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Entries in Palestine (19)


Israel: A Rabbi's War on Palestinians (Yenidunya)

Last week, the leader of Israel's Shas ultra-orthodox religious party reiterated his position that there should be no extension of moratorium on settlement construction when it ends on 26 September.

Rabbi Ovadia Yosef's provocative words fell like a bombshell on Sunday. Army Radio reported that Yosef calling for Palestinian Authority leader Mahmoud Abbas to "perish from this world". Yosef said Palestinians were "evil, bitter enemies of Israel":

Gaza Latest: Cairo Intercepts Missiles, Mossad’s Flotilla Testimony, and Hamas on Direct Talks

God should strike them with a plague, them and these Palestinians. It is forbidden to be merciful to them. You must send missiles to them and annihilate them. They are evil and damnable.

Chief Palestinian negotiator Saeb Erekat denounced Yosef's remarks and claimed these statements advocated genocide of Palestinians. Erekat criticised West Jerusalem's silence:
Is this how the Israeli government prepares its public for a peace agreement? It is an insult to all our efforts to advance the negotiations process.

On the same day, U.S. State Department spokesman Philip J. Crowley commented:
We regret and condemn the inflammatory statements by Rabbi Ovadia Yosef. These remarks are not only deeply offensive, but incitement such as this hurts the cause of peace.

As we move forward to relaunch peace negotiations, it is important that actions by people on all sides help to advance our effort, not hinder it.

Gaza Latest: Cairo Intercepts Missiles, Mossad's Flotilla Testimony, and Hamas on Direct Talks

Missiles Intercepted by Cairo: Palestinian news Agency Ma'an reported on Saturday that Egyptian authorities intercepted a shipment of at least 190 anti-aircraft missiles, rockets, and other ammunition in Sinai and seized explosives and weapons in Rafah.

Mossad to Give Flotilla Testimony: The Turkel Commission, an independent public commission set up to investigate the Freedom Flotilla attack, sent a letter to Mossad's Director Meir Dagan to give testimony. The commission has already called Israeli Prime Minister Benjamin Netanyahu, Defense Minister Ehud Barak, and top Israel Defense Forces officials for testimony on the decision-making process before the Israeli forces' raid on the Mavi Marmara, the flotilla's lead ship.

Israel: A Rabbi’s War on Palestinians (Yenidunya)
Israel-Palestine Opinion: Hamas, Northern Ireland, and US Diplomacy (Abunimah)

An Israeli military investigation team has already concluded that the operation's planners lacked critical intelligence. The team concluded there were "operational mistakes" but no “operational failures”, and it was possible to prevent the flotilla’s mission to Gaza by political means, such as the opening of land crossings.

Hamas United against Direct Talks: Last week Hamas' Damascus bureau leader Khaled Meshaal stated that the upcoming talks between Israelis and Ramallah were illegitimate and the result of Washington's coercion.

Gaza's leader Ismail Haniyeh followed this with the assertion that the Palestinians cannot give up Jerusalem or any other part of Palestine. Haniyeh said: "Israel is trying in dozens of ways to achieve its goal, and now it is through negotiations."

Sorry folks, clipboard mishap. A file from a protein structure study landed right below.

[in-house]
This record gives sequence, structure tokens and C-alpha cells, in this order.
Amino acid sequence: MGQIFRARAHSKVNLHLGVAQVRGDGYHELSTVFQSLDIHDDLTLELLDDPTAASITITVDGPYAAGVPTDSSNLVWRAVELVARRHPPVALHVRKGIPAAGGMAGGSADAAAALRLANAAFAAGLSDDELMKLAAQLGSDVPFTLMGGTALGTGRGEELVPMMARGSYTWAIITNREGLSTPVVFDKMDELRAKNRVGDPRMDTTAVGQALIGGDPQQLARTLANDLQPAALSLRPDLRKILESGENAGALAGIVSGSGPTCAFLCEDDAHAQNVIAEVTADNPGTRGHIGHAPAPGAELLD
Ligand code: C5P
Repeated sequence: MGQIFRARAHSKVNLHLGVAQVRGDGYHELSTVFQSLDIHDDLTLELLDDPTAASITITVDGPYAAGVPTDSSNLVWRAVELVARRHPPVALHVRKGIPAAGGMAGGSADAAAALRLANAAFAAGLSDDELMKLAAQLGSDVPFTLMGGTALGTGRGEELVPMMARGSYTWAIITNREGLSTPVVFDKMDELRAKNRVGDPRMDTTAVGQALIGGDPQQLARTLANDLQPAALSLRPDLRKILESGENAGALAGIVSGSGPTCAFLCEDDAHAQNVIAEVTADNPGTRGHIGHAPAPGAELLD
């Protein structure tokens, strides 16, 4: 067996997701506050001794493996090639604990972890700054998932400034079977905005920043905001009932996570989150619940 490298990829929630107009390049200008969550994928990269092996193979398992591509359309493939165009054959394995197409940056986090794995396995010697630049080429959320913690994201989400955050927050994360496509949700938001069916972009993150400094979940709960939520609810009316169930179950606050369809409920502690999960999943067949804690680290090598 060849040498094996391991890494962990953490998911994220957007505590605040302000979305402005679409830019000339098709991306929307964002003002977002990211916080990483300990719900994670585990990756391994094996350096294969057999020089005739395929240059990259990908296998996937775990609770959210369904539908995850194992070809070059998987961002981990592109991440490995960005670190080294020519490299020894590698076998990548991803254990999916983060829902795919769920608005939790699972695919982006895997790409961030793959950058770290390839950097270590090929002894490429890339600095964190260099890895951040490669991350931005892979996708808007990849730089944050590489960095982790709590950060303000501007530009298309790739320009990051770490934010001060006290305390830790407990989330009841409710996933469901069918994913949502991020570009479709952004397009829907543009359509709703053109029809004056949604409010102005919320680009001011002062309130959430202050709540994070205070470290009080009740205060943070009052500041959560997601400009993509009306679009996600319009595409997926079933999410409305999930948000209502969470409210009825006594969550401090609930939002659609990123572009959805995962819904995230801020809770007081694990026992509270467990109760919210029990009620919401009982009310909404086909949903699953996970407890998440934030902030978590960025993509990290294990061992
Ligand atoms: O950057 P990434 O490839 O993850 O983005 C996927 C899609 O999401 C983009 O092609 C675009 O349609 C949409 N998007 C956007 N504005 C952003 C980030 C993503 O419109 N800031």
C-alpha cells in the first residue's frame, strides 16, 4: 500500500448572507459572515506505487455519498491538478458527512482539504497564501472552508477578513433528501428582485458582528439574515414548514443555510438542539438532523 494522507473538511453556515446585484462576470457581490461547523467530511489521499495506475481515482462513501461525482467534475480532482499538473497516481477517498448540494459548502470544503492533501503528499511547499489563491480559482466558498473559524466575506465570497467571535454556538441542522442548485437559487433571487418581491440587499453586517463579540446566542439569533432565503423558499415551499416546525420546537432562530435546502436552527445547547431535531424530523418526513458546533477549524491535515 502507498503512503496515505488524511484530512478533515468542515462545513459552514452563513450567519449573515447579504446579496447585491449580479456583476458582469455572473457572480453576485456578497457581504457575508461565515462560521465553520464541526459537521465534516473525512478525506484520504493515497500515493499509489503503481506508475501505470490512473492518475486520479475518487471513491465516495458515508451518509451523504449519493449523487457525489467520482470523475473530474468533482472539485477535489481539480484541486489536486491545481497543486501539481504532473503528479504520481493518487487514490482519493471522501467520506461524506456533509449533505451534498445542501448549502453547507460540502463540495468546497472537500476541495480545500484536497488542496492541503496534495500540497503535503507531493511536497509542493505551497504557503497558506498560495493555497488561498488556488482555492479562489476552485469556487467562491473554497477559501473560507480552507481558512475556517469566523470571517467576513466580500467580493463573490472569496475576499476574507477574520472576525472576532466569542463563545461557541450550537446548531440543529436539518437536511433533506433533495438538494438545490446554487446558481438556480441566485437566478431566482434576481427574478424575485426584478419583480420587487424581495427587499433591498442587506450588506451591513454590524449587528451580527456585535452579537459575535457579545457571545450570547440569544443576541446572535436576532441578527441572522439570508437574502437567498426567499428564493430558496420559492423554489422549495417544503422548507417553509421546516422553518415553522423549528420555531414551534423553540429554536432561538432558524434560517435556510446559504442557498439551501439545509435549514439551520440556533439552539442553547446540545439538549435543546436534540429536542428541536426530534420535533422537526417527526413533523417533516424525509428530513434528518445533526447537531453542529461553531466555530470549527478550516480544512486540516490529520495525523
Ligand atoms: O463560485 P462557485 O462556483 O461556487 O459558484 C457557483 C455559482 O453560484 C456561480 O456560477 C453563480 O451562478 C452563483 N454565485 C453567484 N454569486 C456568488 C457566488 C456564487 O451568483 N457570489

Israel-Palestine Opinion: Hamas, Northern Ireland, and US Diplomacy (Abunimah)

Abu Abunimah writes in The New York Times:

George J. Mitchell, the United States Middle East envoy, tried to counter low expectations for renewed Israeli-Palestinian peace negotiations by harking back to his experience as a mediator in Northern Ireland.

At an Aug. 20 news conference with Secretary of State Hillary Rodham Clinton, announcing the talks that will begin this week, Mr. Mitchell reminded journalists that during difficult negotiations in Northern Ireland, “We had about 700 days of failure and one day of success” — the day in 1998 that the Belfast Agreement instituting power-sharing between pro-British unionists and Irish nationalists was signed.

Israel-Palestine: The Hamas Factor (Yenidunya)

Mr. Mitchell’s comparison is misleading at best. Success in the Irish talks was the result not just of determination and time, but also a very different United States approach to diplomacy.

The conflict in Northern Ireland had been intractable for decades. Unionists backed by the British government saw any political compromise with Irish nationalists as a danger, one that would lead to a united Ireland in which a Catholic majority would dominate minority Protestant unionists. The British government also refused to deal with the Irish nationalist party Sinn Fein, despite its significant electoral mandate, because of its close ties to the Irish Republican Army, which had carried out violent acts in the United Kingdom.

A parallel can be seen with the American refusal to speak to the Palestinian party Hamas, which decisively won elections in the West Bank and Gaza in 2006. Asked what role Hamas would have in the renewed talks, Mr. Mitchell answered with one word: “None.” No serious analyst believes that peace can be made between Palestinians and Israelis without Hamas on board, any more than could have been the case in Northern Ireland without Sinn Fein and the I.R.A.

The United States insists that Hamas meet strict preconditions before it can take part in negotiations: recognize Israel, renounce violence and abide by agreements previously signed between Israel and the Palestine Liberation Organization, of which Hamas is not a member. These demands are unworkable. Why should Hamas or any Palestinian accept Israel’s political demands, like recognition, when Israel refuses to recognize basic Palestinian demands like the right of return for refugees?...

Read full article....

Israel-Palestine: The Hamas Factor

First, Hamas accused its rival Palestinian party, Fatah, of “waging war on Islam and Allah” by detaining and firing hundreds of imams and shutting down hundreds of centers for teaching the Koran in the West Bank". Then, last Sunday, it postponed a meeting with Fatah indefinitely, due to the Palestinian Authority's decision to enter direct talks with Israel.

On Tuesday, Hamas' exiled leader Khaled Mashaal said that direct talks are "illegitimate" and are "the result of coercion by Washington". He called on Fatah to "wake up" and added: "Do not allow for these adventures and sins to take place under your name."

Middle East Inside Line: “Warm” Turkish-Israeli Relations; Latest on Israel-Palestine Talks

Meshaal also called on Cairo and Jordan to "boycott" the negotiations: "The results of these negotiations will be catastrophic for the interests and the security of Jordan and Egypt."

On Wednesday, while Hamas detained four members of the rival Islamic Jihad, a source told Haaretz that the Palestinian Authority has arrested dozens of Hamas and Islamic Jihad militants in the West Bank over the past two weeks. In a contrasting sign, Gaza's sole power plant, generating 25% of the electricity for the area, was reactivated after Hamas rulers reached agreement on fuel payments to Ramallah.